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Lorton: Wilson deserves Rookie of the Year (Jan. 17)

Isaac Lorton | Thursday, January 17, 2013

At the end of a career, when everything is said and done, a player is judged for whether he or she won in the big games.

So why do the playoffs not matter in choosing the NFL Rookie of the Year?

Realistically it comes down to three players, and surprise, they are all quarterbacks. The first overall pick of the 2011 NFL draft, Andrew Luck; the second overall pick, Robert Griffin III; and the 75th overall pick in the third round Russell Wilson, who was drafted to be a backup behind assumed starter Matt Flynn. Sorry Alfred Morris and Muscle Hamster (rookie nickname of the year goes to Doug Martin, hands down). If the playoffs were more of a factor, then Russell Wilson would be named the 2012 Offensive Rookie of the Year.

Each of these three phenoms took their respective team to the playoffs. Luck amassed an 11-5 record with the Colts, RGIII led the Skins to a 9-6 record (one win was Kirk Cousins’) and Wilson led the Seahawks to a 10-6 record. But only one has a playoff win under his belt – Wilson. Each resume is extremely impressive, but if we are going by who wins in the clutch game, Wilson should be the Offensive Rookie of the Year.

Yes, Andrew Luck has the most passing yards ever for a rookie (4,374) and one more win (11), and Robert Griffin III has the most rushing yards in a rookie season (815) and a higher quarterback rating (102.4). But Wilson came out of nowhere, tied the record for most touchdowns thrown in the regular season by a rookie (26) and, most importantly, took his team further in the playoffs than either Luck or RGIII. All of this he did starting from the third spot on the depth chart, while the other two were already locked in as starters. Luck and RGIII had leeway to make mistakes (Luck’s 18 interceptions), but Wilson had to go out every week, be nearly immaculate and win, because he knew that the pressure of a three-year, $19.5 million contract was right behind him. Yet he flourished and outshone Luck and RGIII in the playoffs.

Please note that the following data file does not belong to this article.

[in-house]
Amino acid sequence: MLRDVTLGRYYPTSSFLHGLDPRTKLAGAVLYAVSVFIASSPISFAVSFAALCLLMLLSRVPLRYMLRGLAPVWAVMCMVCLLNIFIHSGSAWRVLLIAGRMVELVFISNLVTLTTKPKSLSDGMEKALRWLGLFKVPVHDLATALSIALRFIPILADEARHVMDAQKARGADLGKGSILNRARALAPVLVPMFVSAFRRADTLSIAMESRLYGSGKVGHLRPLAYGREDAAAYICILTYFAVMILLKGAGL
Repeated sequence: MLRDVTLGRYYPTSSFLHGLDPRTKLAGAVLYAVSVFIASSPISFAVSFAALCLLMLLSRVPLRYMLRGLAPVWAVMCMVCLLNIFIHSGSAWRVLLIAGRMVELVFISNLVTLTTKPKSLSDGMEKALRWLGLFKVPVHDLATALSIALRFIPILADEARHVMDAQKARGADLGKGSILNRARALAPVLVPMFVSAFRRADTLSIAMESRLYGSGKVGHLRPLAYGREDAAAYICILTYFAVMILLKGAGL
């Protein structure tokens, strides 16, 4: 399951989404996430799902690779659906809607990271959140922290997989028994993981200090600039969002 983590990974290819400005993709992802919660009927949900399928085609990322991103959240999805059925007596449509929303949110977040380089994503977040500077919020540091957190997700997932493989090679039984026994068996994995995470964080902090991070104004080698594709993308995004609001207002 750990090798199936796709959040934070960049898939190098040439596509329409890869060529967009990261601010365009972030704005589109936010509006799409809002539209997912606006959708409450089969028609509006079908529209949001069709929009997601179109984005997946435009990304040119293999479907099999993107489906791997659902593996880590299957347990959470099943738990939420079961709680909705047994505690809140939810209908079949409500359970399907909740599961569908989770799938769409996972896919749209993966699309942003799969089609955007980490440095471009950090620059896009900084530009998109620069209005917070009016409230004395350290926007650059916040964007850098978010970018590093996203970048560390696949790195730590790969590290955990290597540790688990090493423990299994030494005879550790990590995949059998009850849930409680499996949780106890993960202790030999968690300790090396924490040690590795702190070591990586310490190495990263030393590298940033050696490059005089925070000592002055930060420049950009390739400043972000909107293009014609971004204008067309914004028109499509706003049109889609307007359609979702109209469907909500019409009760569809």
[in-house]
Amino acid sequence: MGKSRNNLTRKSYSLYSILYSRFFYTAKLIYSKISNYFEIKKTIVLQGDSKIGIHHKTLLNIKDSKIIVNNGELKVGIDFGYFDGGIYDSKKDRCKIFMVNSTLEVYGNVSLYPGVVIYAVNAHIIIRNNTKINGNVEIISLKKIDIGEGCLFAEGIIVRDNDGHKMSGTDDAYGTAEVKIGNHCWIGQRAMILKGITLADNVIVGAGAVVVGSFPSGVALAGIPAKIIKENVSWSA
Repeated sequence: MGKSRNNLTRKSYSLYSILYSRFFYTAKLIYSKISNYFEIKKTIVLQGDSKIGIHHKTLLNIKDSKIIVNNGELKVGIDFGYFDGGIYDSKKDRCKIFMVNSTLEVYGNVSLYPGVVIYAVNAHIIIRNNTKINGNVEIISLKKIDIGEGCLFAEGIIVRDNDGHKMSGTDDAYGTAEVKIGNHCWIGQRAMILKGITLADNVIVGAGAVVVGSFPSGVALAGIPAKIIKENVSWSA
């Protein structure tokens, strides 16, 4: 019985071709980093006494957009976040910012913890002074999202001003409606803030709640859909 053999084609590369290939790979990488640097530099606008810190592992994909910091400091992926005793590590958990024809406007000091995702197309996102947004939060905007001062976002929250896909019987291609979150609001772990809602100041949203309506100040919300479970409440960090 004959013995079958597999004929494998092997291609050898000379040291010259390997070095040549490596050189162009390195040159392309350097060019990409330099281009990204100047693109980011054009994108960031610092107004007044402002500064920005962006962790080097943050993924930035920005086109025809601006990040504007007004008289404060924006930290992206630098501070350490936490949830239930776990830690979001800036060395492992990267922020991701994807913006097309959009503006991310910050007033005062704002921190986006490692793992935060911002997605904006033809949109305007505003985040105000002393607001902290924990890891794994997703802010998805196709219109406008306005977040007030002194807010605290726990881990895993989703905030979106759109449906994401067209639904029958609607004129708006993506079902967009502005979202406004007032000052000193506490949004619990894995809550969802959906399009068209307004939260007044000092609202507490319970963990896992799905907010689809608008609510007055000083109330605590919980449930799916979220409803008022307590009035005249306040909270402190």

The voters are not supposed to take the playoffs into consideration, but they should. When arguing over who’s the best of the best, sports writers and fans always end up at the point in conversation where the ultimate trump card must be played – the championship card. It’s simple, whoever wins when the win is most important, is the best.

The regular season does not matter at all, if there are no results in the playoffs. Ask Dan Marino or Tony Romo. No one cares if you lead 199 of the 200 laps at the Daytona 500 and then not win the race (no one really cares about NASCAR anyway, poor example). If people only cared about the regular season, there would be no need for the wild card berth in the playoffs. Which means no fun or drama at the end of the season (yeah, I’m looking at you, English Premier League). The wild card, as the name states, makes the game more interesting. It adds a Michael Bay spark and an M. Night Shyamalan twist to the playoffs, giving that one team an opportunity to mix things up and take its second-half-hot-streak all the way to the championship game.

Russell Wilson is exactly that – a wild card. He was not guaranteed a spot, but he did the most with what he earned. He may not have had the same passing or rushing yards as the other two candidates, but he simply got the ball in the end zone, scored more points than the other teams and won clutch games. And if it wasn’t for Pete Carroll, we might be watching Wilson this weekend. Overall, the wild card trumps the ace and king every time.

Contact Isaac Lorton at ilorton@nd.edu

The views expressed in this Sports Authority column are those of the author and not necessarily those of The Observer.